VIDEO: Allan Hawco, Gerry Dee and More Reveal How They Got Their Start
May 16, 2013By Leah Collins
Not everyone lands the job of their dreams, but there are always a few exceptions. CBC's Allan Hawco, Amanda Lang, David Chilton, Gerry Dee, David Common and Heather Hiscox are among the best examples. So Thursday afternoon in the CBC's Toronto Broadcast Centre, that all-star, all-Canadian panel revealed how they made it happen.
Between May 16 - 19 the CBC is hosting a weekend packed with similar Q&As, all free and open to the public. (For a full schedule visit Canadaliveshere.ca, and stream live video from the events here at CBC Live.)
You can watch video of Hawco, Lang, Chilton, Dee and Hiscox share their stories of "How I Got My Start" in the video below.
And while each guest's journey is different, there were a few common elements: ambition and dedication being one, an occasional helping hand from Peter Mansbridge being another.
But the unifying theme was how their different dreams each led to the CBC.
"In our business you hear a lot of no," Mr. D star and creator Gerry Dee told the crowd. "So for me, the first chance I got, the real big chance, was CBC to take a chance on our show. All the way through there was nobody that said, 'We believe in this guy.'" he said.
"Without the CBC, a lot of us wouldn't be sitting here," Dee said later in the talk, highlighting how the network is unique in Canada, having a prime-time line-up comprised of "Canadian-made, Canadian-produced, Canadian-acted" shows. "Without the CBC, I know I'm not here, because I'm going to be replaced by Modern Family," he said.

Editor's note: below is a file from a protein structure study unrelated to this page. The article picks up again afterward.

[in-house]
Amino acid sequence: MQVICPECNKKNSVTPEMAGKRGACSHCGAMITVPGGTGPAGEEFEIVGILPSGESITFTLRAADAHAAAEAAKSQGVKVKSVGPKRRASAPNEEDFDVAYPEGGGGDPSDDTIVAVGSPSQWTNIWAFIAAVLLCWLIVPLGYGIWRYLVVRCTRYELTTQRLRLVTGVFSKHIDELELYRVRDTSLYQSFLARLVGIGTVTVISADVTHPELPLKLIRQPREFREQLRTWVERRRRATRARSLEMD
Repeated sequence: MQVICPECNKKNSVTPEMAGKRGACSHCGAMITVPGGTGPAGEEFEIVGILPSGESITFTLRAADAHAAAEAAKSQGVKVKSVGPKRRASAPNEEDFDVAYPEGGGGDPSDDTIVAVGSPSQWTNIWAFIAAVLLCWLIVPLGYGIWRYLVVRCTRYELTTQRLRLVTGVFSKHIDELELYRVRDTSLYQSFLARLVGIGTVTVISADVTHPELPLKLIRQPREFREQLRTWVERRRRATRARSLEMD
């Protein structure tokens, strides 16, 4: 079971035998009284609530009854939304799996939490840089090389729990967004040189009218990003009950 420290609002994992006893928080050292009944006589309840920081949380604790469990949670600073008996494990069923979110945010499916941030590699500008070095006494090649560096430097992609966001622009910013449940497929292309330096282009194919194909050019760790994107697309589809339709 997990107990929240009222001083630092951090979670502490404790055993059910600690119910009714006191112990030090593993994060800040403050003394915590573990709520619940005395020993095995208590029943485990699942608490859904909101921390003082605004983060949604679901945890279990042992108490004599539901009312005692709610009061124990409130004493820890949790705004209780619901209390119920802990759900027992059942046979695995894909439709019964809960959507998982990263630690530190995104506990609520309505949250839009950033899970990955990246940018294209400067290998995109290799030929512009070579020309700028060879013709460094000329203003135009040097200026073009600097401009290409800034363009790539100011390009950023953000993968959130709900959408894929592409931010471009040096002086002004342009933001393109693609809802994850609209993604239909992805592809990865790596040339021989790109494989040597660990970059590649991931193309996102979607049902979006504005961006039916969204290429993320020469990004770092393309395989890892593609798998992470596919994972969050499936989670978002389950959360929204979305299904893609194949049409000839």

"The exciting thing is we're not some earnest, bureaucratic news organization, we've got these guys," said Amanda Lang, pointing out her co-panellists Dee and Republic of Doyle's Allan Hawco. "We've got real stars. Canadian, elite stars who get developed and promoted."
And the CBC's history for that made getting a show on the network a major goal for Hawco. If you want to know "How he got his start," it was dreaming of landing a CBC drama.
"You know, it's funny. The very first time I had the idea for Republic of Doyle was about 12 or 13 years ago. I knew then, as a theatre school student, that this show had to be on CBC," he told CBC Live after the Q&A wrapped. "If you were to ask me then 'What do you want to be doing when you're 15 years from now or 10 years from now,' I would say this show on CBC. Isn't that weird? How it worked out? It's very bizarre."
As Hawco said during the discussion, "sometimes I think of Canada as a bit of a miracle. It's the largest land mass for a country in the world. We have 30 million people and we're spread out from the coast to the coast to the rest of the coasts. And I wonder sometimes how we're all a country, but the minute you leave Canada and you go to another place, you immediately remember what makes Canada Canada."
He continued: "I don't understand what that is, but I know CBC plays a huge role in that, because there's transmitters in the north that have been connecting since the dawn of CBC, this whole country in one way or another," he said. "And I feel a huge honour to be part of that tradition, to be making a show on this network that is contributing to our culture as a network, as a nation in Canada.
"Like Gerry said, it's not about making a show and selling it to America, or making a show that's something it's not. You're allowed to be exactly who you are."
Watch the video:
Plus, check out video from the Sunday, May 19 "How I Got My Start" panel featuring Cracked actors Dayo Ade and David Sutcliffe, Arctic Air's Pascale Hutton and Republic of Doyle's Mark O'Brien and Allan Hawco: